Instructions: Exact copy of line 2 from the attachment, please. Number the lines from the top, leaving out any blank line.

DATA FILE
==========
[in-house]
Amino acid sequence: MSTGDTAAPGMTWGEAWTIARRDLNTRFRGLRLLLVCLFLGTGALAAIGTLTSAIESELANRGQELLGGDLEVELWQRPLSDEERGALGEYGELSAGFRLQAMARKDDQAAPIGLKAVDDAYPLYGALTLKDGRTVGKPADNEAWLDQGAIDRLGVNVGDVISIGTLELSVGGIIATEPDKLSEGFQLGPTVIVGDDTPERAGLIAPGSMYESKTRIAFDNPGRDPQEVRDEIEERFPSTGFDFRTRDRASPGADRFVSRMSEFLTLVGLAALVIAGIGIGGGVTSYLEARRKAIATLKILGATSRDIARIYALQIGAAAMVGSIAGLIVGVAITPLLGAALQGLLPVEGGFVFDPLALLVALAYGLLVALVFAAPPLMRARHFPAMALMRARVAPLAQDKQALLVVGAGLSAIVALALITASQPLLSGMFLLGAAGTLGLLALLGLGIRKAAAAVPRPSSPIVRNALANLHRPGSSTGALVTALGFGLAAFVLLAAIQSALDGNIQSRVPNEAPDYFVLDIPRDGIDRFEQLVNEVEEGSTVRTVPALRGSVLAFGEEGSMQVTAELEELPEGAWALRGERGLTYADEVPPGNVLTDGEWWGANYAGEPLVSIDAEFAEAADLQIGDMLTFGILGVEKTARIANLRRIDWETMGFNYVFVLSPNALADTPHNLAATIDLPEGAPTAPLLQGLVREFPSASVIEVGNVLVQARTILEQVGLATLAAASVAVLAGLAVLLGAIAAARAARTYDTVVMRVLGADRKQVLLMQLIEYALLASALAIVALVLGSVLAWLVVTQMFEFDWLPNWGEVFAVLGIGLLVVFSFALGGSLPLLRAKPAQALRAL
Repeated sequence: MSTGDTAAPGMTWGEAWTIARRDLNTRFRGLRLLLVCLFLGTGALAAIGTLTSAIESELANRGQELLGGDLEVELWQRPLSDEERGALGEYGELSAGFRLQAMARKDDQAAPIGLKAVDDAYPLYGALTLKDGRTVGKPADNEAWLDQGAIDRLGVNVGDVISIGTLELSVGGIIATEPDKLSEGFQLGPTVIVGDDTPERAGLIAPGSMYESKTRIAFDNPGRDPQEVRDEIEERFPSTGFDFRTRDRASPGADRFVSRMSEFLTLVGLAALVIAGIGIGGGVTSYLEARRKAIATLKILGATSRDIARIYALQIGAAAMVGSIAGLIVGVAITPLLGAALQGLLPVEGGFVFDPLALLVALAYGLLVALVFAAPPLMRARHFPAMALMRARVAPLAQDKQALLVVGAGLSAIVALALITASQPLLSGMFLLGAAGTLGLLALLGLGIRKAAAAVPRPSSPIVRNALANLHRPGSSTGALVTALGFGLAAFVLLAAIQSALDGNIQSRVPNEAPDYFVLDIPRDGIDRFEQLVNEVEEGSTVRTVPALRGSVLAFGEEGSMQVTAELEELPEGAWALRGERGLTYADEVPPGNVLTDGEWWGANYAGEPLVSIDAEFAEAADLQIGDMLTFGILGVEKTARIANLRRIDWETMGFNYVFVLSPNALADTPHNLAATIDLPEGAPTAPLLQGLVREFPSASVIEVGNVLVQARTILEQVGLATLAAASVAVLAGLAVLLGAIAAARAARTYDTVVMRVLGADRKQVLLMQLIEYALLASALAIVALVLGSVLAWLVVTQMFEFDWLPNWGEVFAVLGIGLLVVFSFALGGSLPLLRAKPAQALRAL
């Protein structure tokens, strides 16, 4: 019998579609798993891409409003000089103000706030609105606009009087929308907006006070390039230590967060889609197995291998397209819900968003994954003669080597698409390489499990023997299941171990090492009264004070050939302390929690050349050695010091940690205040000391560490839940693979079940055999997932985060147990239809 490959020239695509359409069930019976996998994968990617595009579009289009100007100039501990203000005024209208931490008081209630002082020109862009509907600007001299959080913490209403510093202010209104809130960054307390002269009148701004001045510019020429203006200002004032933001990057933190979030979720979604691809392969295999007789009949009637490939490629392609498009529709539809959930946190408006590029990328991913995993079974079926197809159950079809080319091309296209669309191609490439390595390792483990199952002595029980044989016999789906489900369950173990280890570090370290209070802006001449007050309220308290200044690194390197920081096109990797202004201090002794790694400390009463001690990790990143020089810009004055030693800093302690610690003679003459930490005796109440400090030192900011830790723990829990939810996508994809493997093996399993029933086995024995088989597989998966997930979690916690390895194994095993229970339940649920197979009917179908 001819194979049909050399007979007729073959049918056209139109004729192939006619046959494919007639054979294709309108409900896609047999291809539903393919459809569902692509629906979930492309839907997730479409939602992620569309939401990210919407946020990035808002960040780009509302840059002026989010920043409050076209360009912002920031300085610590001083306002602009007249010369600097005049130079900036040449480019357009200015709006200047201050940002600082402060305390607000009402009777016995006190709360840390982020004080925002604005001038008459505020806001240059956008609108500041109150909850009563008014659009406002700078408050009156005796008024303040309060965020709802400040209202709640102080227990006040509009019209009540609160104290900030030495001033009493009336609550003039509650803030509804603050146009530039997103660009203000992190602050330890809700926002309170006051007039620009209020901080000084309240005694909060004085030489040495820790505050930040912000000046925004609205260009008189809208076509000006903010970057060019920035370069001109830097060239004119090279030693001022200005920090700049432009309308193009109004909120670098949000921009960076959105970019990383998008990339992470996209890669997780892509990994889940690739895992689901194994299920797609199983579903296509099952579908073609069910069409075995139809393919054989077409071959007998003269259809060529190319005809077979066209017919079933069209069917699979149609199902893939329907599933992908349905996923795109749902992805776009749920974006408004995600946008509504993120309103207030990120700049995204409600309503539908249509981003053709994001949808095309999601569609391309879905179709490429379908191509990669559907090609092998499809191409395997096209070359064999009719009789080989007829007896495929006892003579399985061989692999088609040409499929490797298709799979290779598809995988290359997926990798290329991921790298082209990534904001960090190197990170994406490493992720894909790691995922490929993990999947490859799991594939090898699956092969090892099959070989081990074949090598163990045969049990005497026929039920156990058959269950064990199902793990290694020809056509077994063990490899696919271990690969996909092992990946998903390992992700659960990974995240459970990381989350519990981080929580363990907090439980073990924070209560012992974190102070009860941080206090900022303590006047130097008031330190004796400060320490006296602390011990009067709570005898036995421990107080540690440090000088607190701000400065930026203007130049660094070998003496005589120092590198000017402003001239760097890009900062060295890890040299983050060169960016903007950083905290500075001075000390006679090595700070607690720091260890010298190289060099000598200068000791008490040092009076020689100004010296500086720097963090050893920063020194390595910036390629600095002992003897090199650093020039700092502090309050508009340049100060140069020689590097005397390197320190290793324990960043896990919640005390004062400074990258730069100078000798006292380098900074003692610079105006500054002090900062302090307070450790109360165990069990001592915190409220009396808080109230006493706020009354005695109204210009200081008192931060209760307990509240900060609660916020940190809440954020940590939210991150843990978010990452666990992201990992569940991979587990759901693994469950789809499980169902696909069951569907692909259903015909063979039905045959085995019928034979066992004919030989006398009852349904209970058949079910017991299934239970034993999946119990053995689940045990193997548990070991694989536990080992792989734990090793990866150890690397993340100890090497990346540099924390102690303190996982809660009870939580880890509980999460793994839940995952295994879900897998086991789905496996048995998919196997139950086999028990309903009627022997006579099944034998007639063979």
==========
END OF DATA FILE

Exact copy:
Amino acid sequence: MSTGDTAAPGMTWGEAWTIARRDLNTRFRGLRLLLVCLFLGTGALAAIGTLTSAIESELANRGQELLGGDLEVELWQRPLSDEERGALGEYGELSAGFRLQAMARKDDQAAPIGLKAVDDAYPLYGALTLKDGRTVGKPADNEAWLDQGAIDRLGVNVGDVISIGTLELSVGGIIATEPDKLSEGFQLGPTVIVGDDTPERAGLIAPGSMYESKTRIAFDNPGRDPQEVRDEIEERFPSTGFDFRTRDRASPGADRFVSRMSEFLTLVGLAALVIAGIGIGGGVTSYLEARRKAIATLKILGATSRDIARIYALQIGAAAMVGSIAGLIVGVAITPLLGAALQGLLPVEGGFVFDPLALLVALAYGLLVALVFAAPPLMRARHFPAMALMRARVAPLAQDKQALLVVGAGLSAIVALALITASQPLLSGMFLLGAAGTLGLLALLGLGIRKAAAAVPRPSSPIVRNALANLHRPGSSTGALVTALGFGLAAFVLLAAIQSALDGNIQSRVPNEAPDYFVLDIPRDGIDRFEQLVNEVEEGSTVRTVPALRGSVLAFGEEGSMQVTAELEELPEGAWALRGERGLTYADEVPPGNVLTDGEWWGANYAGEPLVSIDAEFAEAADLQIGDMLTFGILGVEKTARIANLRRIDWETMGFNYVFVLSPNALADTPHNLAATIDLPEGAPTAPLLQGLVREFPSASVIEVGNVLVQARTILEQVGLATLAAASVAVLAGLAVLLGAIAAARAARTYDTVVMRVLGADRKQVLLMQLIEYALLASALAIVALVLGSVLAWLVVTQMFEFDWLPNWGEVFAVLGIGLLVVFSFALGGSLPLLRAKPAQALRAL